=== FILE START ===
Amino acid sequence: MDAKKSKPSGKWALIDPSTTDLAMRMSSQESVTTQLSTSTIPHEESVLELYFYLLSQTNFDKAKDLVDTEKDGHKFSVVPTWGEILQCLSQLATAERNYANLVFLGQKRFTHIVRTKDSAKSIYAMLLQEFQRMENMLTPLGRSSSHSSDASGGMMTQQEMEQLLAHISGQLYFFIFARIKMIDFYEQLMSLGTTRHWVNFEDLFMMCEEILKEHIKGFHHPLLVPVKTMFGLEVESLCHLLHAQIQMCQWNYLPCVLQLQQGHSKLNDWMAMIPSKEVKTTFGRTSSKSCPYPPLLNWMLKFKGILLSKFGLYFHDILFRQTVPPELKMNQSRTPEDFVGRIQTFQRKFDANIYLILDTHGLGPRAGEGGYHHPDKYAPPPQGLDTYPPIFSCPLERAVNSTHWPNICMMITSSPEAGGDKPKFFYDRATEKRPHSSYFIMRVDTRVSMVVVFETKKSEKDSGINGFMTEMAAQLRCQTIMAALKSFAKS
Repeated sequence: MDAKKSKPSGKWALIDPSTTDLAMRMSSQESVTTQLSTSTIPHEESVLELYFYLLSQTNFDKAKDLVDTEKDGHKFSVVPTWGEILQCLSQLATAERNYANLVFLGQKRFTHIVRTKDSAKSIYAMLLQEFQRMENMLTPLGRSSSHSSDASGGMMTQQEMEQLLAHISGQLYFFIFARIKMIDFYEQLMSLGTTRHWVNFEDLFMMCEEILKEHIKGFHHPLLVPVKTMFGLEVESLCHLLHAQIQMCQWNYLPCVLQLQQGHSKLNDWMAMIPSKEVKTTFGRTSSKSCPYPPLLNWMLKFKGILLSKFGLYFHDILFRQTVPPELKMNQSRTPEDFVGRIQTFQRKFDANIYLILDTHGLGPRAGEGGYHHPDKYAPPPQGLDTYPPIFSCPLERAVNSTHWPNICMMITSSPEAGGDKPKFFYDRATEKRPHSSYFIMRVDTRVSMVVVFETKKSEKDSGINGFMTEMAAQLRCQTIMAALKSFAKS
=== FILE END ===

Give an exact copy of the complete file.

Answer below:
Amino acid sequence: MDAKKSKPSGKWALIDPSTTDLAMRMSSQESVTTQLSTSTIPHEESVLELYFYLLSQTNFDKAKDLVDTEKDGHKFSVVPTWGEILQCLSQLATAERNYANLVFLGQKRFTHIVRTKDSAKSIYAMLLQEFQRMENMLTPLGRSSSHSSDASGGMMTQQEMEQLLAHISGQLYFFIFARIKMIDFYEQLMSLGTTRHWVNFEDLFMMCEEILKEHIKGFHHPLLVPVKTMFGLEVESLCHLLHAQIQMCQWNYLPCVLQLQQGHSKLNDWMAMIPSKEVKTTFGRTSSKSCPYPPLLNWMLKFKGILLSKFGLYFHDILFRQTVPPELKMNQSRTPEDFVGRIQTFQRKFDANIYLILDTHGLGPRAGEGGYHHPDKYAPPPQGLDTYPPIFSCPLERAVNSTHWPNICMMITSSPEAGGDKPKFFYDRATEKRPHSSYFIMRVDTRVSMVVVFETKKSEKDSGINGFMTEMAAQLRCQTIMAALKSFAKS
Repeated sequence: MDAKKSKPSGKWALIDPSTTDLAMRMSSQESVTTQLSTSTIPHEESVLELYFYLLSQTNFDKAKDLVDTEKDGHKFSVVPTWGEILQCLSQLATAERNYANLVFLGQKRFTHIVRTKDSAKSIYAMLLQEFQRMENMLTPLGRSSSHSSDASGGMMTQQEMEQLLAHISGQLYFFIFARIKMIDFYEQLMSLGTTRHWVNFEDLFMMCEEILKEHIKGFHHPLLVPVKTMFGLEVESLCHLLHAQIQMCQWNYLPCVLQLQQGHSKLNDWMAMIPSKEVKTTFGRTSSKSCPYPPLLNWMLKFKGILLSKFGLYFHDILFRQTVPPELKMNQSRTPEDFVGRIQTFQRKFDANIYLILDTHGLGPRAGEGGYHHPDKYAPPPQGLDTYPPIFSCPLERAVNSTHWPNICMMITSSPEAGGDKPKFFYDRATEKRPHSSYFIMRVDTRVSMVVVFETKKSEKDSGINGFMTEMAAQLRCQTIMAALKSFAKS